As you can see, her depression score fell to 1, indicating substantial improvement, while her suicidal thoughts and urges remained at 0. Her feelings of anxiety vanished, but her feelings of anger remained fairly elevated, falling from 7 to 4. We would not expect further improvement in this dimension until she’s had the chance to share more of her feelings with her mom.
Her feelings of happiness only increased from 10 to 13, again any further improvement would not be expected until she’s had the chance to do her “homework” following the session. However, her satisfaction with her relationship with her mom increased from 19 to 26 out of 30, which is substantial, while still leaving some room for improvement.
On the EOTs, you will see that our Empathy and Helpfulness scores were perfect, along with our scores on the Satisfaction with Session, Commitment to homework, unexpressed Negative Feelings, and honesty scales.
Here’s what she like “the least” about the session:
“Nothing. This has been a powerful experience.”
Here’s what she like “the best” about the session:
“This has been empowering. The hidden emotion is like a blind spot. I know it is there, but I cannot see it. I loved when David pointed to my avoidance, and I am glad we focused on the hidden emotion. Jill and David were able to see the depth in situation and I feel seen and understood.”
We exchanged a number of emails following the session, and will also talk to Keren and Jill live on the podcast so you can catch up on what happened.
But here is an excerpt from one of Keren’s emails:
Here is what has happened so far:
On Friday morning, she made some comments about my gray hair and that the fridge gasket was not properly clean. I got really annoyed, but did not say anything. To be honest, I was too angry to use the 5 secrets and needed time to cool off. About after half an hour later, on our way to the acupuncturist, I told her that I love having her over and that it is special to me that we spend time together. She thanked me for everything that I am doing for her on this trip. Then I added: “this morning, when I came to check on you, you commented on my hair and then you told me to clean the fridge gasket…” I was going to follow up with 5 secrets, but before I was able to finish, she interrupted me and said “Gosh, I am so critical! I am sorry, I didn’t mean it that way. I can see now why your sister gets upset with me. I can’t believe myself.” I told her that I love her honesty and while her criticism comes from a caring loving place the how and when she says things sets tone.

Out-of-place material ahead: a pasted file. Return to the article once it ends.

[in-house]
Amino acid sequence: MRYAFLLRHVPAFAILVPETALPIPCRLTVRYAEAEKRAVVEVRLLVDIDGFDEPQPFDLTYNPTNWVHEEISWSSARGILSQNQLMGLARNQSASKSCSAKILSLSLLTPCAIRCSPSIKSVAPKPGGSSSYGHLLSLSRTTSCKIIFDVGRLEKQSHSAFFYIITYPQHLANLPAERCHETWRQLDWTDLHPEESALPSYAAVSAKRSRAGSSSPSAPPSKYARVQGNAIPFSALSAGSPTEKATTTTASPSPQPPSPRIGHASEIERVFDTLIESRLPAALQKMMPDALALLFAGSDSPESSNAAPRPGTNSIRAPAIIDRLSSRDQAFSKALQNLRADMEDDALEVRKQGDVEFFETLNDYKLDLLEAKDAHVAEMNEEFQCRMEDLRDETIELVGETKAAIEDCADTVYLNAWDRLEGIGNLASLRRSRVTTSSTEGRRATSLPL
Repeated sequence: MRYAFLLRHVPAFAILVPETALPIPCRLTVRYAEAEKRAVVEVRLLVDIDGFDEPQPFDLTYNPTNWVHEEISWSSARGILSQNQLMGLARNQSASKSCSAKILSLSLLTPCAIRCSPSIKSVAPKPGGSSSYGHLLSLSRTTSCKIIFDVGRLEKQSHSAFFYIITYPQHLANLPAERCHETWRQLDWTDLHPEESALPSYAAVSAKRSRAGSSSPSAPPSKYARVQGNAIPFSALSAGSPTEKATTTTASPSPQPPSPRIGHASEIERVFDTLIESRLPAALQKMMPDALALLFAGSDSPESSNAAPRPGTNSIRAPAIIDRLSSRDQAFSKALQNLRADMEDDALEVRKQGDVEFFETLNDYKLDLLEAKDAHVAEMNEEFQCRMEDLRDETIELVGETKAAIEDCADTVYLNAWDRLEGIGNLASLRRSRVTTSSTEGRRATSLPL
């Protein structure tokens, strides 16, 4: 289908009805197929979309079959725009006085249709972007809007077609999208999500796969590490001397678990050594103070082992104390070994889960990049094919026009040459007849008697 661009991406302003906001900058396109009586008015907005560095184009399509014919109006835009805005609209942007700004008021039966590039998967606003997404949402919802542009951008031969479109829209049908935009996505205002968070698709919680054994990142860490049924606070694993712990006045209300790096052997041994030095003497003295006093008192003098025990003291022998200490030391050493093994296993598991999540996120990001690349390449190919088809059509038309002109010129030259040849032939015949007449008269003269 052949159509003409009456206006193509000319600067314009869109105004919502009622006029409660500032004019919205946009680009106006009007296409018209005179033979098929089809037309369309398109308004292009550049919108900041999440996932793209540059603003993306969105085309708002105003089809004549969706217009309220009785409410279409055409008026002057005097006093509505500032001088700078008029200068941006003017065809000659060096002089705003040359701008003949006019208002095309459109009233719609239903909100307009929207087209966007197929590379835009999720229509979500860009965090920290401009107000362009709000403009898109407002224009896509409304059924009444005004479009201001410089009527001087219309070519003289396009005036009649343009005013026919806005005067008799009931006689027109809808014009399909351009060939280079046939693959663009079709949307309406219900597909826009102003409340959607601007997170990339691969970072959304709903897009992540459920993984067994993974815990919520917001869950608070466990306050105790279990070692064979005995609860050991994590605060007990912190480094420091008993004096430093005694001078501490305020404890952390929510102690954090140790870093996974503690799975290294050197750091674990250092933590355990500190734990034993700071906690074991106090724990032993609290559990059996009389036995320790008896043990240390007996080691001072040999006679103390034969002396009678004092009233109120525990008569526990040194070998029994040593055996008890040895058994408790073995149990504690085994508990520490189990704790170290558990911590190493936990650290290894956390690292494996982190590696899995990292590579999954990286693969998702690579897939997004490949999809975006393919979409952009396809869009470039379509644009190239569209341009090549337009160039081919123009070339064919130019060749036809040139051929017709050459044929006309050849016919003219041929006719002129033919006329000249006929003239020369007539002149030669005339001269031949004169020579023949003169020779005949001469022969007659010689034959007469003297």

This was a breakthrough because even though I did not finish using the 5 secrets I got through to her and felt heard. It was encouraging for me to feel that I could be understood and accepted by her. I have clients who say that they love the 5 secrets, but like to call it the 3 secrets because they find it effective enough to use only 3. (I still encouraged them to use all 5). I can see now what they mean, I did not finish my 5 secrets spiel and got some good results.
I believe that my conservation with my mother will further trickle during her stay. Perhaps because there is a lot to cover, or perhaps it’s the way we communicate.